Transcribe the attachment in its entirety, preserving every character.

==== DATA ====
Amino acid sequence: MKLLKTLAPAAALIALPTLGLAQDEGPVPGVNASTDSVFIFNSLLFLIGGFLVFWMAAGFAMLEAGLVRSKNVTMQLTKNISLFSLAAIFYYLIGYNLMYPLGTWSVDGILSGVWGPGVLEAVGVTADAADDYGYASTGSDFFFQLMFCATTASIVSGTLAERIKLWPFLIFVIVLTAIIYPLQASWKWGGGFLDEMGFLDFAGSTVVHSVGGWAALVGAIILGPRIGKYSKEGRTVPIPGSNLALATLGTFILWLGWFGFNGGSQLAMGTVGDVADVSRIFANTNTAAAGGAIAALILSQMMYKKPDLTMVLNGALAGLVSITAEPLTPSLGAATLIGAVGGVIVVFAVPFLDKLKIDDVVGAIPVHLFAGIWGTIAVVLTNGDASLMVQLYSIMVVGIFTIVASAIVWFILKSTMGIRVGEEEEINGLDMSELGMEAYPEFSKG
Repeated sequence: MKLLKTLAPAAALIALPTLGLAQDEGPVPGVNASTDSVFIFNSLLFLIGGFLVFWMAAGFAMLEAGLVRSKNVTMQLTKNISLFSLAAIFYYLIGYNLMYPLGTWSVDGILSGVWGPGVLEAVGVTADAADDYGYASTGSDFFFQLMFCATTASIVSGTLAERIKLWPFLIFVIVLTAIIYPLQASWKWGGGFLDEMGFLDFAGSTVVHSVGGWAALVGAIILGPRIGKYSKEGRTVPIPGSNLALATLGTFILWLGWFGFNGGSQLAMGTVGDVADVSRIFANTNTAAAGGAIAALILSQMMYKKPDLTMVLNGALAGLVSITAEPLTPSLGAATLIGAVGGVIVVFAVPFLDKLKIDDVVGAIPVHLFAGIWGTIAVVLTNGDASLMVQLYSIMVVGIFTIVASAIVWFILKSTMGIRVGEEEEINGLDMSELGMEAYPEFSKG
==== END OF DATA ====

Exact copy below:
Amino acid sequence: MKLLKTLAPAAALIALPTLGLAQDEGPVPGVNASTDSVFIFNSLLFLIGGFLVFWMAAGFAMLEAGLVRSKNVTMQLTKNISLFSLAAIFYYLIGYNLMYPLGTWSVDGILSGVWGPGVLEAVGVTADAADDYGYASTGSDFFFQLMFCATTASIVSGTLAERIKLWPFLIFVIVLTAIIYPLQASWKWGGGFLDEMGFLDFAGSTVVHSVGGWAALVGAIILGPRIGKYSKEGRTVPIPGSNLALATLGTFILWLGWFGFNGGSQLAMGTVGDVADVSRIFANTNTAAAGGAIAALILSQMMYKKPDLTMVLNGALAGLVSITAEPLTPSLGAATLIGAVGGVIVVFAVPFLDKLKIDDVVGAIPVHLFAGIWGTIAVVLTNGDASLMVQLYSIMVVGIFTIVASAIVWFILKSTMGIRVGEEEEINGLDMSELGMEAYPEFSKG
Repeated sequence: MKLLKTLAPAAALIALPTLGLAQDEGPVPGVNASTDSVFIFNSLLFLIGGFLVFWMAAGFAMLEAGLVRSKNVTMQLTKNISLFSLAAIFYYLIGYNLMYPLGTWSVDGILSGVWGPGVLEAVGVTADAADDYGYASTGSDFFFQLMFCATTASIVSGTLAERIKLWPFLIFVIVLTAIIYPLQASWKWGGGFLDEMGFLDFAGSTVVHSVGGWAALVGAIILGPRIGKYSKEGRTVPIPGSNLALATLGTFILWLGWFGFNGGSQLAMGTVGDVADVSRIFANTNTAAAGGAIAALILSQMMYKKPDLTMVLNGALAGLVSITAEPLTPSLGAATLIGAVGGVIVVFAVPFLDKLKIDDVVGAIPVHLFAGIWGTIAVVLTNGDASLMVQLYSIMVVGIFTIVASAIVWFILKSTMGIRVGEEEEINGLDMSELGMEAYPEFSKG